Exotic dancers who claim these people were held against their will and photographed by San Diego County police officers during the compliance raid can move forward with their lawsuit, a federal judge ruled in the week.
The 24 dancers, that have worked on the Cheetahs or Expose strip clubs, claim the officers violated their constitutional rights throughout the raids July 15, 2013, and March 6, 2014.
Based on the complaint, five to 15 law enforcement officers went to the clubs through the early-evening hours and ordered the san diego male strippers in a dressing room, where these were told to hold back until called, the lawsuit said.
The officers then questioned the dancers, who were scantily clad, checked their city-issued adult entertainer permits, asked about tattoos or piercings and photographed them.
The lawsuit claims a number of the officers “made arrogant and demeaning comments for the entertainers and ordered these people to expose parts of the body to make sure they could ostensibly photograph their tattoos.”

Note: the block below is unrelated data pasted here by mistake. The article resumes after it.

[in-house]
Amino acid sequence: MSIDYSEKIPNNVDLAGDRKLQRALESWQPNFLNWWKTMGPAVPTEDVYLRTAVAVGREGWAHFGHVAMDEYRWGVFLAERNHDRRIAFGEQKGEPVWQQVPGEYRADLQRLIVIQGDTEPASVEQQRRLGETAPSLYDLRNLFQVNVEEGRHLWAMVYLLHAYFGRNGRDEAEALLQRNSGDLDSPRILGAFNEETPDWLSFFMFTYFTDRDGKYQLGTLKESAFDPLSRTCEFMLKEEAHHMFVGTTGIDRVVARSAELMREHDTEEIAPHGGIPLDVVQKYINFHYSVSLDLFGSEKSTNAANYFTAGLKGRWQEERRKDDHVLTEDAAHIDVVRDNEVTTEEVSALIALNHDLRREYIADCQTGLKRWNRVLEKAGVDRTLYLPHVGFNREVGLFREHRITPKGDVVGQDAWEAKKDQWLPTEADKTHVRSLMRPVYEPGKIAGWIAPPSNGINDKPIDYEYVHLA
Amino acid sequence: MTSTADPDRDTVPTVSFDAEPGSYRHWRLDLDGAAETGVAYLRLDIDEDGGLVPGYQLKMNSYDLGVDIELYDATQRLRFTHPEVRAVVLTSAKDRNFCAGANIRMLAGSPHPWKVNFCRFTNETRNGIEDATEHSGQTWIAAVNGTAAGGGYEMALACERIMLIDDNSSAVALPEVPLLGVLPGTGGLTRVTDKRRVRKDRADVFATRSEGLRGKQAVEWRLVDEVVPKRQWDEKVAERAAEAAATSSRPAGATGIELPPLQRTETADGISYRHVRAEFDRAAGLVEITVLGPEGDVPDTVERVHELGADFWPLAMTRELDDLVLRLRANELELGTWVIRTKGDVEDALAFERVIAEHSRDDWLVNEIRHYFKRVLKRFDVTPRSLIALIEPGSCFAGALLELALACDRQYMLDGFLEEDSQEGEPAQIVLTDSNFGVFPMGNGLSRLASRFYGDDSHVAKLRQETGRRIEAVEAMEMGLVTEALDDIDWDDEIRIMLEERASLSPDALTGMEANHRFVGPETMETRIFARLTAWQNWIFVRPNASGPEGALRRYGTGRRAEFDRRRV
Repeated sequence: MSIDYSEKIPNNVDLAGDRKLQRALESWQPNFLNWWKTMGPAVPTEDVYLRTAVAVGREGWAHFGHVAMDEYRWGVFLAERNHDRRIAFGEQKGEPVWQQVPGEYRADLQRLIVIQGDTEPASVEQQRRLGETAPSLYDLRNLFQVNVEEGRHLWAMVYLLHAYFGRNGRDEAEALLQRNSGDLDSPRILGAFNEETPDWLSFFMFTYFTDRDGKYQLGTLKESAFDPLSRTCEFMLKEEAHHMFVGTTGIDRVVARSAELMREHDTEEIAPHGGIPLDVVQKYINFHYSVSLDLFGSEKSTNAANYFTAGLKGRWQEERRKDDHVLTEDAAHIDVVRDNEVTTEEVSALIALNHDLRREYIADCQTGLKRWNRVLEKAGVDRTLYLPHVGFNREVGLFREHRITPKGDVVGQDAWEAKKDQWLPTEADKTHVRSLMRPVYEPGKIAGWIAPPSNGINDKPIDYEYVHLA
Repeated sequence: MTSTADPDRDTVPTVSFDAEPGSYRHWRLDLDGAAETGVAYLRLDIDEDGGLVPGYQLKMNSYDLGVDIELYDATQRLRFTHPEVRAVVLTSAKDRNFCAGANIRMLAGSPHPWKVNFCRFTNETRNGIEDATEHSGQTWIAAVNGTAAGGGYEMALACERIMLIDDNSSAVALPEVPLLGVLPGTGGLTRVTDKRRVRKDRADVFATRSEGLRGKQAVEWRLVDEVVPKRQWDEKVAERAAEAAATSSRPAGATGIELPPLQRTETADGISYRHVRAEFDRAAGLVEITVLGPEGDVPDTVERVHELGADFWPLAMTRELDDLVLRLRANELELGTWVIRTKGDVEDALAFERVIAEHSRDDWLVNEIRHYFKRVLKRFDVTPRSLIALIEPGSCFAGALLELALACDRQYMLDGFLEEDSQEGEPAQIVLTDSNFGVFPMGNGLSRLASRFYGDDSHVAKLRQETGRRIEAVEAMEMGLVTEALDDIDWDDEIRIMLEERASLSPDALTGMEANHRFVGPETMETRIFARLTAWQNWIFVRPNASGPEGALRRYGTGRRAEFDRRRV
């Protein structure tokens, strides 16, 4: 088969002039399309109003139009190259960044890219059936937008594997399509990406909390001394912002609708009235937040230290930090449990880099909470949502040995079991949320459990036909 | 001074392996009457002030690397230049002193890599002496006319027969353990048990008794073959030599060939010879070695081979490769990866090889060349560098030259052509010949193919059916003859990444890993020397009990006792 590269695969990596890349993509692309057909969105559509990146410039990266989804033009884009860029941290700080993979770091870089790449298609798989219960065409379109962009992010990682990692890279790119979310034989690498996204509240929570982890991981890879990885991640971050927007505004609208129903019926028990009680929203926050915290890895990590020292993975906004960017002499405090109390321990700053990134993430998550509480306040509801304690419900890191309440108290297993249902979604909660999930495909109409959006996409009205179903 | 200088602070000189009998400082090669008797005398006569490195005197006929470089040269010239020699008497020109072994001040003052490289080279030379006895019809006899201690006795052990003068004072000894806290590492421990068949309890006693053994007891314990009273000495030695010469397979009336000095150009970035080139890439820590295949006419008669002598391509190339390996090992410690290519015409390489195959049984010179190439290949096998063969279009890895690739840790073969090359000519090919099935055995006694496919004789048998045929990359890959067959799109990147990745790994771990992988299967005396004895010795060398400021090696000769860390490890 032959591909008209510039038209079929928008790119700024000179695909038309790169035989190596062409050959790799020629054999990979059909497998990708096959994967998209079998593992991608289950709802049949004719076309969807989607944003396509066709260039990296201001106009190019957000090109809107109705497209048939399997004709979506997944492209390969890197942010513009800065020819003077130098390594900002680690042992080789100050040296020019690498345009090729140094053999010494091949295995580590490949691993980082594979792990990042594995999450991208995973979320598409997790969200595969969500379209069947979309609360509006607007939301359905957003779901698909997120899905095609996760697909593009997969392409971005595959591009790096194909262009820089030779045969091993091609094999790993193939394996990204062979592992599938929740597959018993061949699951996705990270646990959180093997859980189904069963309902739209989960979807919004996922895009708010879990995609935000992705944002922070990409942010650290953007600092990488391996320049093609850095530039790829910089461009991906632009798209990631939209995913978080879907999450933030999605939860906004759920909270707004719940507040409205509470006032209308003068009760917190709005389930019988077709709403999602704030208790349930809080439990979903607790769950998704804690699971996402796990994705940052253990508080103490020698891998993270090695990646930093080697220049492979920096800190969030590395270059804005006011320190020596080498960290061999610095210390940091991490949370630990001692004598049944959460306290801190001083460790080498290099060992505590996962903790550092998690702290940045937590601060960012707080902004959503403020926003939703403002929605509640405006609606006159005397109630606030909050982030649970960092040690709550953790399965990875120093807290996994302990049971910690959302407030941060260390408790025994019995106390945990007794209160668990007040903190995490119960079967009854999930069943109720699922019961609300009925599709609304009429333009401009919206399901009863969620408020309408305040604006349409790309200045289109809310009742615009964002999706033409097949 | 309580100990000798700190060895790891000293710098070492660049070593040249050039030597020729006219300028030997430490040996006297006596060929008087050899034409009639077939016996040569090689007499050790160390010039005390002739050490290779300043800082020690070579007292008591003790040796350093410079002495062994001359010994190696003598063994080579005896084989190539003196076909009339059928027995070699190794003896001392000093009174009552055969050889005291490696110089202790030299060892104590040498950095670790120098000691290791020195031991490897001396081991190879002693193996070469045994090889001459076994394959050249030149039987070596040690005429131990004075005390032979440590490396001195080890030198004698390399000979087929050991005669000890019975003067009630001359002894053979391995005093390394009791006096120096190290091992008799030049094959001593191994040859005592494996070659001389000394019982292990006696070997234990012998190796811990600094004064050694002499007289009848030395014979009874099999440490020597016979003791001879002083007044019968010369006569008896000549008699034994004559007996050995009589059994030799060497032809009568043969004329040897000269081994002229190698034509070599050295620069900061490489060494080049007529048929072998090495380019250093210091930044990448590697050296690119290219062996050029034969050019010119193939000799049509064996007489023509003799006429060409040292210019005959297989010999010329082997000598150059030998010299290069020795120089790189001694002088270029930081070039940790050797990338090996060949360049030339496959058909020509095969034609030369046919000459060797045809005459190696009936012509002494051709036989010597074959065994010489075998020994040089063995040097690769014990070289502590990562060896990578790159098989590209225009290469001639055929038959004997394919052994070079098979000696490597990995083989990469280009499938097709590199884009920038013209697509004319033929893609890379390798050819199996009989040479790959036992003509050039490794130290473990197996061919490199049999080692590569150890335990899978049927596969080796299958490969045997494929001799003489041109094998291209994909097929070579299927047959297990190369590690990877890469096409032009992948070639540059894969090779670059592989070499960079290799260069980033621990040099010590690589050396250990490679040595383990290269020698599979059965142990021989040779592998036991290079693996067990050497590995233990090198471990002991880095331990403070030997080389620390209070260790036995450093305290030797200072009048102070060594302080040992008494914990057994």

The dancers repeat the process lasted more than an hour, and when several asked when they could leave, police threatened these with arrest and stationed officers in the exits, the suit says.
Lawyers for San Diego, Ca police asked the judge to dismiss the lawsuit, saying the search and seizure was reasonable as laid out with the city’s permitting law, that enables police inspections of adult entertainment businesses. Police have said that cataloging tattoos is an easy strategy to identify dancers who regularly change their appearances.
“Submitting photographs and providing identification during reasonable inspections, to protect yourself from losing a permit, is qualitatively distinct from stripping right down to undergarments, huddling in a dressing room for about an hour, and submitting to a photo shoot that involved the exposure of intimate parts of the body, to avoid arrest,” he wrote.
The judge is additionally allowing the lawsuit to go forward on the false-imprisonment claim along with a Monell claim, which may hold supervisors liable for the actions of lower-ranking officers if 70dexmpky might be proven the behavior was component of a long-standing custom or practice in the Police Department.
While the judge agreed using the city that three raids within a year don’t add up to a “long-standing” or “widespread” practice, the judge also cited comments from a police spokesman who told the media that such raids were routine.